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Aspen golf course might be ready to reopen

Andre Salvail
The Aspen Times
Aspen CO Colorado

ASPEN – After a false start in which the course opened on April 13 and closed all of last week because of regular snowstorms, there’s a chance that the Aspen Golf Club will reopen Monday, weather permitting.

It snowed a little Saturday, but high temperatures Sunday appeared to be speeding up the snowmelt process. By late Sunday afternoon, the fairways and greens were a messy patchwork of grass and snow.

“We’ve had some melting going on, no doubt, but we’re still waiting,” Director of Golf Steve Aitken said Friday. “We’re pushing as hard as we can and working with Mother Nature to make that happen. There’s not that much snow out there, but we’ve had some cold nights that are kind of just holding it in.”



This year’s start is similar to 2011’s, when the opening was delayed by a wet April. Last year, the course was able to open in early April because of spring drought conditions.

Though Aitkin was hopeful on Friday that the course would open Monday, a statement on the course’s website, http://www.aspengolf.com, was a little more vague about the potential start.




“The golf course and driving range will remain closed until the weather allows play. The golf shop should open next week to allow patrons to purchase your punch passes. You still have till May 31 to get the early-season discount on punch passes. We are just as anxious as you for the 2013 golf season to begin,” the statement read.

To check on whether the course and driving range are open, players may call the pro shop at 970-429-1949.

“It’s a good thing,” Aitken said of the delay. “The early starts mean that the course is dry, and consequently, that means we’re not getting the moisture that we need up in the high country. Statewide, there was a big shortage of snowpack and water last year.”

He said the weather pattern this year is about average for the course. A mid- to late-April opening is the norm, he said.

From a financial standpoint, though, the earlier-than-usual start at the Aspen Golf Club in 2012 helped to fuel a 28 percent increase in the number of player rounds for the entire season.

Through the first week of October, the number of rounds for nine- and 18-hole play grew by 6,440 to 29,467, well in excess of last year’s total of 23,027. Also in 2012, pro-shop sales of equipment and apparel were about $14,000 more, and sales of the all-inclusive Platinum membership tripled.

The presence of the Carl Rabito golf school also helped to spark increased business. The school, which has had a presence at the Aspen course since 2011, reopens in mid-May.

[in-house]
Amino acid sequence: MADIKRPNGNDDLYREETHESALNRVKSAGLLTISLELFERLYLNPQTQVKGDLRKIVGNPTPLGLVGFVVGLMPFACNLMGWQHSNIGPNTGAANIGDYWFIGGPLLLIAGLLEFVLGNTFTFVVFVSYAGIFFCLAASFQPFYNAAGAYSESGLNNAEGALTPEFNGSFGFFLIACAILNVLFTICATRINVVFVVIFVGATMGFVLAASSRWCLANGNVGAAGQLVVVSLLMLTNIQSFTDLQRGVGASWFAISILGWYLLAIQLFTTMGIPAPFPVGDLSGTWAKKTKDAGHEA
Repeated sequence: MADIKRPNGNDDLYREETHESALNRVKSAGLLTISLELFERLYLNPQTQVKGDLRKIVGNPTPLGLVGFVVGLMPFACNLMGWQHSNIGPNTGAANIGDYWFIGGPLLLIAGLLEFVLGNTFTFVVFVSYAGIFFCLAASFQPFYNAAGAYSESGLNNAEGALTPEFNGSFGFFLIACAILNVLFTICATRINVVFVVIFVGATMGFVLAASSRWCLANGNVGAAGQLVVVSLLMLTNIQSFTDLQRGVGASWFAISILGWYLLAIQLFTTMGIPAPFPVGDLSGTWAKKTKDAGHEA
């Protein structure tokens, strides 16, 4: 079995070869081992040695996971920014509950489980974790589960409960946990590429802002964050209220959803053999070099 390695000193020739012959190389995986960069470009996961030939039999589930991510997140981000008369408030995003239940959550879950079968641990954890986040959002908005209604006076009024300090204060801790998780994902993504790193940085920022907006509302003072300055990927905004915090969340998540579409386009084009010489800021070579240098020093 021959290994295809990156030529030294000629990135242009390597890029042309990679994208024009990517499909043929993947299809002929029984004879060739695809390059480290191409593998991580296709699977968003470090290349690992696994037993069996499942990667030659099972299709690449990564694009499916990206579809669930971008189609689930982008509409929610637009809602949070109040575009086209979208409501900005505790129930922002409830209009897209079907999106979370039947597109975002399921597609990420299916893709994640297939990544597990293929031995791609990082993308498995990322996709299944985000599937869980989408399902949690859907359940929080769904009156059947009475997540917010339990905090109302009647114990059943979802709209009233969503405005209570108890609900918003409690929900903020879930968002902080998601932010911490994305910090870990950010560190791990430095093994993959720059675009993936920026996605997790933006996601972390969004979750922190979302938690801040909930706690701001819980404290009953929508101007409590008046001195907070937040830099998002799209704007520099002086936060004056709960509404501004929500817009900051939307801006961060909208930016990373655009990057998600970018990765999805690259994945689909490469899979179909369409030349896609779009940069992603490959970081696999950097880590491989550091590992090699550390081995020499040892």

The 2013 season looks to be a typical year for the municipal course, which in 2010 was rated as the top municipal course in the state and 21st-best municipal course in the United States by GolfWeek magazine.

Once again, the club will host a few events, including the Aspen Junior Golf Association fundraiser in July; the Challenge Aspen fundraiser in August, which features musical artists Vince Gill and Amy Grant; and the Mayor’s Cup scramble in September.

The club’s Match Play Championship will be held in late July, but the competition that leads up to the final event begins in mid-May. The club’s Stroke Play Championship will be held in early August over two days.

A new pumphouse to assist the irrigation system was installed last year near the No. 3 green. The driving range has an improved tee area that was sodded last fall. Though the driving range could open this week, the new tee area won’t be accessible until mid- to late May.

Plans this year call for building a pitching green with sand traps near the practice range. That project could be completed by late May or early June, but it won’t be in use until mid- to late June because of the time needed for the grass to grow.

“We have almost a full acre of driving-range tee right now,” Aitken said.

Other changes this year include a new tee area for No. 2, which will present players with a slightly different direction on the tee shot. It will be playable in mid-May, Aitken said.

“It will bring the hole’s water features more into play,” he said.

More tee areas might receive the same treatment this year. Aitken said as a tee box ages, it becomes uneven, and so the sod must be stripped so that the tee box can be leveled.

The Red Mountain Grill, in the same building as the pro shop, will reopen this week. It is operated by Jamie Ramey and Richard Burbage through an arrangement with the city of Aspen.

Aitken said he was happy with the interest all winter in the Full Swing golf simulator, which was set up in the dining area of the restaurant. The simulator has been dismantled and stored for the golf season.

The simulator is essentially a high-tech cage. Infrared sensors track each shot – the spin, speed and trajectory of a ball in flight – and display the result on a large screen. There’s no special trick involved in playing virtual golf. The ball sits on a carpet, and a player grabs the appropriate club for the distance and conditions and steps up and hits it as if the game were being played outdoors.

Aitken said he plans to bring the simulator back to the grill next winter.

For information on daily rates and special passes, visit http://www.aspengolf.com.

asalvail@aspentimes.com


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